K-means failure cases for interviews

Here we discuss the failure cases of the K-means algorithm .

As we know , k-means is one of the most commonly asked algorithm in interviews its advisable to know its failure cases along with its working principle.

K means is a very simple and straight forward algorithm , and hence its not surprising to hear that it will can run into complications in real life scenarios . lets get to the cases were we get absurd results from this algorithm .


In k means , the first step is to initialize the centroids , (which are done randomly in kmeans and probabilistically in kmeans++)

now look at this image, consisting of 3 clusters, the left side shows the original ,( although in us-supervised learning there are no “original tags” or “labels” but here we consider pre labelled data in order to have an understanding that how k means can deviate from real life truth)

you can see how because k means tends to make clusters of equal sizes , it is likely to perform weakly on differently sized clusters.


In real life data sets its very common to have class imbalances, k means fails to perform efficiently if the different clusters are of different densities. look at the image below.

notice that due to difference in densities, the clusters formed are very different from the original points.


K means algorithm is all about updating centroids based on the mean distances and the approach never considers that whether the clusters can have an intrinsic pattern ,as you saw before k means tend to create clusters that are of same sizes around centroids and hence a more “symmetric” approach around each centroid is there. You can see how terribly the k means algorithm fails in the below cluster shape:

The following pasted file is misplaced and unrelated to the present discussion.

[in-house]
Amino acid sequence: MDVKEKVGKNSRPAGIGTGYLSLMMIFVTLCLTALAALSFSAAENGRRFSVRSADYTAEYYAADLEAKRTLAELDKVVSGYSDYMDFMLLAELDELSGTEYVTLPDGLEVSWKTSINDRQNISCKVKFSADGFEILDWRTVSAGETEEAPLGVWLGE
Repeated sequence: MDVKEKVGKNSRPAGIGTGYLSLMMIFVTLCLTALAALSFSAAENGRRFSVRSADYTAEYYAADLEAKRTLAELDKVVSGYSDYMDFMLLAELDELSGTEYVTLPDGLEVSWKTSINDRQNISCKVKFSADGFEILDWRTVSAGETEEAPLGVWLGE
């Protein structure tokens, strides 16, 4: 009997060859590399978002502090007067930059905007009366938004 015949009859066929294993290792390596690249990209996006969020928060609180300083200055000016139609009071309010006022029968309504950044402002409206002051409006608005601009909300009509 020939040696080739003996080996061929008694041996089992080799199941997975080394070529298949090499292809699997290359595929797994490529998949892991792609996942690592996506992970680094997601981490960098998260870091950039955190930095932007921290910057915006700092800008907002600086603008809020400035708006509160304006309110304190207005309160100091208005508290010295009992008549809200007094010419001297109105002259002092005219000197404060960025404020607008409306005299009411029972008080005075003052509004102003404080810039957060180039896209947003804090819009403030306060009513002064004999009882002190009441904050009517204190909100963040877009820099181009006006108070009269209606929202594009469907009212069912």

Outliers are a common problem with algorithms that deal with mean/average of data points . Outliers lead to problems in K means too . But how are outliers handled in data sets which are not labelled ?

There are various methods that are used to handle outliers, like RANSAC , LOF(Local outlier factor) and more .


Since the very first step, that is initialisation of centroids is done randomly in k means , the obtained clusters are always different based on the choice of centroids. Hence running the algorithm multiple times will lead to different outcomes .

Although one thing is assured! K means will always converge. Hence it can be mathematically proven that there exists a certain iteration i , such that centroids will change negligibly at the (i+1)th iteration .

more to come!

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